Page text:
3403 NW 3rd Ave: Home was purchased for $91,000 with no Koppers disclosure. After the family left for their health and safety, the bank foreclosed and resold property to an investor for $41,500.

529 NW 30th Ave: Home was purchased for $85,000. The owner left for health and safety, the bank foreclosed, and the property sits empty.

537 NW 30th Ave: Home was purchased for $85,000. The owner left for health and safety, the bank foreclosed and this property also sits empty.

425 NW 37th Ave: Home’s original loan was $137,000. Property owner received no Koppers disclosure. Foreclosed owner had the house independently tested and the toxic chemical contamination filed in court records. After receiving test results, the homeowner disclosed the contamination to her tenants. Tenants decided to move for their health and safety and owner did not rent this property again. Bank foreclosed and listed property for $68,000. The property never sold and still sits empty two years later. Filed indoor and outdoor test results reveal that this property is highly toxic. The property owner also received registered test results from the State of Florida stating that this property is contaminated.

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Beazer East to Gainesville Residents: So Long Suckers

4 Sep

Unhappy homeowners in Superfund Neighborhoods across the US that received topsoil replacement report that they have had to spend thousands of dollars replacing the cheap materials hastily laid in their yards and repairing damage to their homes caused by corporate polluter contractors. EPA staff stopped returning homeowners phone calls and emails for assistance after topsoil replacement was finished.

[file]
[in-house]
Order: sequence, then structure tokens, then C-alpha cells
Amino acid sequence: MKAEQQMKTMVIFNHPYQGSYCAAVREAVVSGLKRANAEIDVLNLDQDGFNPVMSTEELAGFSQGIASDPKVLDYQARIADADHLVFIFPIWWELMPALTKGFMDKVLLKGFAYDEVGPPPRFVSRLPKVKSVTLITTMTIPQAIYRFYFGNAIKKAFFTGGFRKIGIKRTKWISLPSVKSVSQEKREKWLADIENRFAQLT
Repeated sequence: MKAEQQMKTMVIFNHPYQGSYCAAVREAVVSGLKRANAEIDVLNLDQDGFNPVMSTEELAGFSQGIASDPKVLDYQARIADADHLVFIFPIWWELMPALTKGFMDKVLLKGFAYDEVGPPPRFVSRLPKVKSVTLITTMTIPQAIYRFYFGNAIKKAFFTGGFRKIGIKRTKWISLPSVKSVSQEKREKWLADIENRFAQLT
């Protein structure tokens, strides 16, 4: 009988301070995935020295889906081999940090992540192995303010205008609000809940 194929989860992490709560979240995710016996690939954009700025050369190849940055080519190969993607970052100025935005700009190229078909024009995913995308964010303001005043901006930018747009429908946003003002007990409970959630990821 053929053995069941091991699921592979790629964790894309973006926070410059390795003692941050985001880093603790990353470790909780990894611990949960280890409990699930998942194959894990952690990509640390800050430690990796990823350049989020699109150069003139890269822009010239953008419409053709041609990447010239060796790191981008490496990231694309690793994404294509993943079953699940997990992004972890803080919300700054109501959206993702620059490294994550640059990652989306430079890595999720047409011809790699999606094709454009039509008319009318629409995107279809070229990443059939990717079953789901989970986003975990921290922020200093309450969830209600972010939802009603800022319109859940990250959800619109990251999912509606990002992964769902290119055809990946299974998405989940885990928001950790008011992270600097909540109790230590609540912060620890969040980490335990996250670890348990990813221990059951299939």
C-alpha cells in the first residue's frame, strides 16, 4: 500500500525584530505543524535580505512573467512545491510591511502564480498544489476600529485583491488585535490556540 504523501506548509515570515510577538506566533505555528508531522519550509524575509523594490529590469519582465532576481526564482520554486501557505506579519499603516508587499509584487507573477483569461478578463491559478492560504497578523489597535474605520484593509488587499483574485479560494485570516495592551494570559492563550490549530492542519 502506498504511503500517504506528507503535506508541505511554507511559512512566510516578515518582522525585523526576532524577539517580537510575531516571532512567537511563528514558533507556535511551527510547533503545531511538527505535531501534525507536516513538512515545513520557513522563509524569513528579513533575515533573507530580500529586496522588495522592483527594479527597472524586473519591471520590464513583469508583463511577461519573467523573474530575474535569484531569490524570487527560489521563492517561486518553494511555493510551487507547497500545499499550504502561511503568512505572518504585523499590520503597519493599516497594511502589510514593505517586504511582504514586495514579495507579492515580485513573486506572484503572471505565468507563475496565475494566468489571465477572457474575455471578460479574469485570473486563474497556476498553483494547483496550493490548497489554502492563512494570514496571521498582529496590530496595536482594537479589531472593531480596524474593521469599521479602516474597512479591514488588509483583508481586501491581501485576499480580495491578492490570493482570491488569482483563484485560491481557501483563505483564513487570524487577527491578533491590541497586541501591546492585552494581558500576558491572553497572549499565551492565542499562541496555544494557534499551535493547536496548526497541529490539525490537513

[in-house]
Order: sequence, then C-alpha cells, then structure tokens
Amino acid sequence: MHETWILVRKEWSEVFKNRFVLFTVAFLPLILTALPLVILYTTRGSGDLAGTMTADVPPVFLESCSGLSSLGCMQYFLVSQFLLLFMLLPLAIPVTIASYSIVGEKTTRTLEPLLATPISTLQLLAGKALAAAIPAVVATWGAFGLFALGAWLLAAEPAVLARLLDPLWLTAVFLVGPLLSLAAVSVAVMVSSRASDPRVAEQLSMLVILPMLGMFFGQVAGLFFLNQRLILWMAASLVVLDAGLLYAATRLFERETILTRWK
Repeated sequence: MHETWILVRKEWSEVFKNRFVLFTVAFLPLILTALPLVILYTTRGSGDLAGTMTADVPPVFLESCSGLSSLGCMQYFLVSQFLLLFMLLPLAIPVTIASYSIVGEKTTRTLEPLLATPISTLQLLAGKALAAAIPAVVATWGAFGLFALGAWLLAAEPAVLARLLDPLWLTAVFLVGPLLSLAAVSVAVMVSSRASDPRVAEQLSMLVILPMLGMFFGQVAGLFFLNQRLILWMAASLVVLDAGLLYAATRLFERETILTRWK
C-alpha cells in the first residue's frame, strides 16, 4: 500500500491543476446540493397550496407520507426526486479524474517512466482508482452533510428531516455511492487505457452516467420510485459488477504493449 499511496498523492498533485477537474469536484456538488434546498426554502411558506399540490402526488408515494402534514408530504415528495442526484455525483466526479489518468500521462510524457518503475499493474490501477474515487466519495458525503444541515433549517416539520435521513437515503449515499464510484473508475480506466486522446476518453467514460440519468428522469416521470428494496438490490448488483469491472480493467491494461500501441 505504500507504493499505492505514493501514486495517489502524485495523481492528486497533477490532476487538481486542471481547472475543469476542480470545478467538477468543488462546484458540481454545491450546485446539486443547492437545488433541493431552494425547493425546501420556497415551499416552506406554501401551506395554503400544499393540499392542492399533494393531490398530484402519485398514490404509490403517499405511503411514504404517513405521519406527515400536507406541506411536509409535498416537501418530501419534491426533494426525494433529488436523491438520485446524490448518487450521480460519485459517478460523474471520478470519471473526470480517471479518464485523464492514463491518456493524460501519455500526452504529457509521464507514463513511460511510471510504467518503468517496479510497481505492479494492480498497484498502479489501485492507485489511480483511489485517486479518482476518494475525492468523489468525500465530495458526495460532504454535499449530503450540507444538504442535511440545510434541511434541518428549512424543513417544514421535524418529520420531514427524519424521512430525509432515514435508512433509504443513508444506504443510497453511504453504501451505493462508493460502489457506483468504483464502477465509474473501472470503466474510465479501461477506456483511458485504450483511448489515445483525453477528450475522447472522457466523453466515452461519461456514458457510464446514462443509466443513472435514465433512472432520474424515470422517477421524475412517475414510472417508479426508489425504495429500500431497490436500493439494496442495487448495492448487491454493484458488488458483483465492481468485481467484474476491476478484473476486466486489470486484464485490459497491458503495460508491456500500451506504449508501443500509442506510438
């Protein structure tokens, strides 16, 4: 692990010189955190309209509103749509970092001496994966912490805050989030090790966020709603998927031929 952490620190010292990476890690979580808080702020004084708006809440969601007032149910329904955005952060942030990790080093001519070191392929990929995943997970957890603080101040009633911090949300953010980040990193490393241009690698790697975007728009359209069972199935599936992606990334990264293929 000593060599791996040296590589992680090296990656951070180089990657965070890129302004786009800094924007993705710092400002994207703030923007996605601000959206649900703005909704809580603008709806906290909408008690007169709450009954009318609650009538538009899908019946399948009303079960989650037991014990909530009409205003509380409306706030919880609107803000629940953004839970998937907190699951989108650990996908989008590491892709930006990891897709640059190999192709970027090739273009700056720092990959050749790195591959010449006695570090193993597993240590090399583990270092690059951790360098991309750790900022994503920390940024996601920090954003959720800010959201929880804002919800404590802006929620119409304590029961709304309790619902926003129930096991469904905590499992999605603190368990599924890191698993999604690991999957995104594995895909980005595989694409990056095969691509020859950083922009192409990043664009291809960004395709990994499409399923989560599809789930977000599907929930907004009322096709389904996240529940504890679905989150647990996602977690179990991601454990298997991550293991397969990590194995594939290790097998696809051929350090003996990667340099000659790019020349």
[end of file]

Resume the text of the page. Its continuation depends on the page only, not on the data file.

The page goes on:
“We’re not coming back.”
Last year, Beazer East executive Mitchell Brourman told Gainesville’s City Commission that BE will not remediate any remaining/recurring Koppers contamination after the current topsoil replacement is completed. According to Mr. Brourman they’re done even if soil replacement fails. Any problems, from recontamination to property damage caused by Beazer East contractors, will be left to homeowners to deal with at their own expense. Stephen Foster residents with replaced topsoil are already reporting that Beazer East contractors and EPA staff are not responding to them when contacted regarding problems caused by their “cleanup”.

 1DirtPileOnSiteClean soil for families’ lawns sits surrounded by toxic storm water on Koppers Superfund Site.

 

2TrailFromKoppersContaminated storm water runoff leaves visible trails from Koppers Superfund Site into Stephen Foster Neighborhood.

 

3WesternBorderTrail Looking into SFN from Koppers Superfund western border.

 

4AnotherSFNTrail Toxic runoff into another SFN street with lawns that have newly replaced topsoil.

 

5AnotherSFNTrail2 Another street where Koppers contaminated storm water washes down the avenue into newly cleaned yards.

 

6RemediatedYardFlooded Newly remediated yard flooded by toxic superfund water.

 

Stephen Foster Resident Martha Miller On AMEC’s Fraudulent History

14 Jun

City of Gainesville Commission Meeting

June 6, 2013

 

AMEC (Beazer East’s environmental consultant for Gainesville’s Koppers Superfund Site) is a huge British-owned corporation like BP that is notoriously corrupt and has faced indictments from countries all over the world.  For example: 

1.   In 2008 Great Britain’s Serious Fraud Office fined AMEC five million pounds for falsifying records and other related ethics violations.  

2.   In South Africa, AMEC was named in a bribery/kickback scandal involving contracts on the Lesotho Dam Project.